The Other Brothers Is A ‘Modern-Retro’ Platformer With No Jump

Universal
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The Other Brothers

Publisher(s)  3D Attack.Games
Developer(s)  3D Attack.Games

Platform(s) Reviewed  iPod Touch (5th Gen) • Genre(s)  Games • Adventure • Entertainment • Action • Release Date  Apr 13, 2013 (updated) • Version Reviewed  1.1 • Price (as reviewed)  $1.99

Pros    Decent Platforming Mechanics    Cons    Bland Presentation  •  Overly Derivative Mechanics  •  Short Length  •  Weak Controls

 

theotherbrothers_618605145_01It is no small feat to try to follow in Mario’s footsteps. The mustachioed plumber is as synonymous with gaming as Google is with the internet; a giant of the times. The Super Mario franchise is remarkable in its longevity, and honestly, many gamers still find loads of fun replaying Mario’s older escapades. So when a new platformer comes along trying to update gameplay which arguably doesn’t need updated, it is placed in an interesting position. This is the place The Other Brothers falls, and much like Google copycat Bing, it tries, but can’t quite supersede its predecessor.

The Other Brothers is a pixellated platformer that follows two sibling plumbers-sorry, mechanics, who set out to rescue a princes-sorry, damsel, after she is kidnapped by gangsters. Unlike Mario, The Other Brothers decides to try to press its plot well past acceptance, and it eventually reaches ridiculous and flat-out disorienting levels (not to mention it ends on a cliffhanger). That’s not a tremendous deal, I suppose, since many won’t come to a platformer for a dramatic narrative. But the under-polished framing for the events within is still a huge missed opportunity, since a “modernized” platformer seems ripe for a driving story.

The game handles like a traditional sidescrolling platformer, with large amounts of jumping, some scattered collectibles, and enemies who have weak skulls ready to be leaped on; all themed around the game’s modern, grungy setting. Pigeons roost throughout the levels, and each one acts much like rings from Sonic, preventing the Bros. from dying instantly when hit; and oil cans replace traditional level-permeating coins, but don’t seem to serve a purpose other than to increase the player’s score. It should be apparent even from reading this review, that the game is far from “fresh” and innovative.

theotherbrothers_618605145_02The mechanics are time-tested, but are in dire need of some fresh grease to keep them running well. Enemy designs are bland, and the environments are dreary and fail to drive the gameplay. Even the peripherals like the game’s two power-ups lack any “punch”, and feel cheap and quickly tacked on. The game’s difficulty is also an issue; I found enemies seemed to be able to inflict unholy amounts of damage with a single punch (or bullet), putting all my pigeon collecting to waste. Whereas other games present engaging challenge, The Other Brothers just comes off as frustrating.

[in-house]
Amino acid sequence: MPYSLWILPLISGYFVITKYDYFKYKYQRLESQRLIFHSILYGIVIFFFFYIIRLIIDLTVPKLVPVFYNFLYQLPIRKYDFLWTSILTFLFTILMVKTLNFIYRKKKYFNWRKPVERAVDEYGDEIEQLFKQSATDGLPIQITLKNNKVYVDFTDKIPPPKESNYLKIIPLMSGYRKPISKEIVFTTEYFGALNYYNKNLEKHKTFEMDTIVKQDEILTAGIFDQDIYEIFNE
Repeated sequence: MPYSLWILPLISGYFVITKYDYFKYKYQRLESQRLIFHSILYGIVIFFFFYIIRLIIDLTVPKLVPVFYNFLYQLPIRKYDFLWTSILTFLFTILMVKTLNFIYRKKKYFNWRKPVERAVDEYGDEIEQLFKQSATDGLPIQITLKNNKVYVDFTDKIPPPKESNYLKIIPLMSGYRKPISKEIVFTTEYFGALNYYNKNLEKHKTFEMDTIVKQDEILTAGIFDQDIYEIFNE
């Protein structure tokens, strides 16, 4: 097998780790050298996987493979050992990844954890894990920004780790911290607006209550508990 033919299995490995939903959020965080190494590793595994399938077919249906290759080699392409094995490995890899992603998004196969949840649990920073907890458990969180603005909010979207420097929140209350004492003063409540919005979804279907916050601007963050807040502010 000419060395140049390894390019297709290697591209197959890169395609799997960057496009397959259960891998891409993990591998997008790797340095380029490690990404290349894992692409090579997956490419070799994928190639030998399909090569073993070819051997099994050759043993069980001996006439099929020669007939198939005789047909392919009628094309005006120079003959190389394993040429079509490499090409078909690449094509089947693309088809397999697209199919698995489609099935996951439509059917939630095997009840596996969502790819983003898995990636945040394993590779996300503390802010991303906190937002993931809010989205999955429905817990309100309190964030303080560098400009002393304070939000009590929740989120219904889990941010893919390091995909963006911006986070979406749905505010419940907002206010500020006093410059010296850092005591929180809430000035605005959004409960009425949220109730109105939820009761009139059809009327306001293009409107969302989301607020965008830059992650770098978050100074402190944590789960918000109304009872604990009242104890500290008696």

The game’s length is too problematic. It’s almost sinfully short, with only a handful of levels that could be tackled under a couple of hours, sans attacking every enemy and collecting all pick-ups within. There was no desire for me to replay the game, either, because achieving a pointless high score seemed to be my only “reward”. The developers, probably in an effort to prevent such a criticism, leave a sign at the end of the level select: “Coming Soon…Free DLC, The Adventure Continues!”. However, I certainly can’t review a game based on content that doesn’t exist.

theotherbrothers_618605145_04The game’s aesthetics are fair, with a “bit” soundtrack and (now typical) pixel graphics, although there’s nothing to get excited for there.

The touch controls don’t help the game along, mostly due to the usual handicap of being played on a touchscreen. I found it hard to consistently maneuver my Brother horizontally (pretty critical in a sidescroller) with the D-Pad controls, and I only found a decent scheme in the virtual joystick. This is one game in serious need of tactile controls, although I can’t hold that against it. This isn’t the first game to suffer due to the touchscreen-only control scheme.

In Conclusion:

The Other Brothers’ attempt to make a modern-day, old-school platformer sounds incredibly intriguing on paper. In this particular execution, though, it’s blasé and undercooked. Whereas Mario survives on its years of polish and charm, The Other Brothers flounders in underdevelopment and a lacking presentation. It’s not an awful game, and picking it up isn’t out of the question, but why choose this platformer when other, far better ones are available?